Has a really strong arm and is able to thread the needle on some throws. Strong enough arm that even when he doesn't set his feet, he can fire the ball with a lot of zip. Has ability to throw downfield and the potential to excel in the vertical passing game. Shows ability to throw on the run. Moves fairly well for his size and can improvise. Will show good accuracy on some throws. Has ability and flexibility to audible at the line of scrimmage. Has ability to go to his second read.
Needs to improve his mechanics. He sort of dips the ball down on his release, which adds a few milliseconds to his release. And it leads to inaccuracy. Passes tend to sail on him. Tends to use his upper body to generate most of his arm strength, and doesn't set his feet, which leads to errant throws. Doesn't show great anticipation and can be a second late on some of his throws. Will stare down his receivers and wait for the first read to get open. Needs to consistently go through his progressions, and has a tendency to hold onto the ball too long. Not as effective when he's pressured and forced to leave the pocket. Will make some poor decisions with the ball, particularly when he's forced to scramble and avoid pressure. Needs to improve his footwork in the pocket to slide and avoid the pass rush.
He has the physical tools you look for in a big-armed pocket passer. He's tall and can see the field, and has the arm strength to deliver the ball with authority. But he still needs work with his mechanics and decision making. He takes almost all of his snaps from the shotgun in Arkansas's spread attack and it's probably hurt his footwork and pocket awareness which is why his effectiveness dips significantly when he's pressured and forced to flee the pocket. The thing that keeps Mallett from being a true franchise passer at this point in his career is that he is not consistent snap to snap. But he does have the tools that if he can start to put everything together, he can be a franchise passer. Shows the competitiveness you like to see in guys like that. Many will be quick to compare him to Joe Flacco or Ben Roethlisberger due to his size and arm strength. But I think his game is much more reminiscent of Chad Henne when he came out of Michigan than Flacco.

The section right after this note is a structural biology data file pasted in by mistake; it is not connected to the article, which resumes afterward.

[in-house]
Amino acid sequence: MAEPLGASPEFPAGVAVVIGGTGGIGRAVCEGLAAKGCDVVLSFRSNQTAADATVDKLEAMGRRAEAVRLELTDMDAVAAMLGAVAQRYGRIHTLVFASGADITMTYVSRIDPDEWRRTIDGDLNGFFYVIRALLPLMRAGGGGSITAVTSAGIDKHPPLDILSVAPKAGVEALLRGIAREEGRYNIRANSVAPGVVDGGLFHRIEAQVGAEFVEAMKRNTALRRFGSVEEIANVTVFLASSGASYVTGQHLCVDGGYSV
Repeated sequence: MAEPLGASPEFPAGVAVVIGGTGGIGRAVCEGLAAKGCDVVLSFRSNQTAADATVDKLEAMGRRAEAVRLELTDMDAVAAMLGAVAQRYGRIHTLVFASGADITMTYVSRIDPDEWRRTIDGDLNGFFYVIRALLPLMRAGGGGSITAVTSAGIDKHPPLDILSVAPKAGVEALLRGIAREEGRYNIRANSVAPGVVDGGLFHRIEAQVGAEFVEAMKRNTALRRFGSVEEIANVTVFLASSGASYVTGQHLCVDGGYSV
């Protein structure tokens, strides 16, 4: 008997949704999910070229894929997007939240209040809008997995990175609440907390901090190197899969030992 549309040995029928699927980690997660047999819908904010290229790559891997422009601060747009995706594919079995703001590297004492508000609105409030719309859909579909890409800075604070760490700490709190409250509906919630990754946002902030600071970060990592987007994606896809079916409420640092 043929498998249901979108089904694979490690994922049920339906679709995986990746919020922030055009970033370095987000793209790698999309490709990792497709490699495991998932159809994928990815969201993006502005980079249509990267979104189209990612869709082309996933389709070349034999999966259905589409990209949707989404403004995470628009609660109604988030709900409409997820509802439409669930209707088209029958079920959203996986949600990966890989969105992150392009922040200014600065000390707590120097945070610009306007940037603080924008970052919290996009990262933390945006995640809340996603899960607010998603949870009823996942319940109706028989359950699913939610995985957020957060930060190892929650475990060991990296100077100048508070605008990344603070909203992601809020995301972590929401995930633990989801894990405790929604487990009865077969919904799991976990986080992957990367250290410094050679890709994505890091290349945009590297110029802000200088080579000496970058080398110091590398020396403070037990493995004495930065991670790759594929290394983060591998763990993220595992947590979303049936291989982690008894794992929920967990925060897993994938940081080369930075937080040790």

What I Want to See in 2010:
Mainly, I want to see him improve his footwork and mechanics. The decision making also needs to improve, but honestly like a player like Henne, I don't expect him to ever really be a cerebral college quarterback. If he does show that ability, then more power to him because it will make him more NFL ready. But by the nature of the offense he's playing in, I'm not expecting those improvements. The mechanics and footwork also may not improve, but if it does, then I'll be much more optimistic about his NFL future. The mechanics and footwork will make him a more effective dropback passer in the NFL, as well as more accurate and consistent snap to snap.
Mallett is going to be a first round pick when it is all said and done, unless he has a really bad season. Then he might fall into the second round. But more than likely he'll go in the first. The biggest question is how high he goes. He does have the potential to be the No. 1 pick. But that will only come if he has a great season and makes significant improvements in the areas I spoke of earlier. More than likely, he'll be the second or third quarterback taken somewhere in the Top 10-15 picks. At this point, he is more like a consolation prize for a second or third team like Flacco was in 2008 than being the first guy off the board like Ryan was. At this point, I would expect his potential to come out early to be 60/40 in favor of an early exit. Depending on how strong a season has likely will determine if he goes pro, but the high number of junior QBs that have entered the draft (5 of the last 12 1st round picks) in recent years probably makes him fairly likely to come out.
"Vincere scis, Hannibal, victoria uti nescis" -- Maharbal, 216 B.C.E.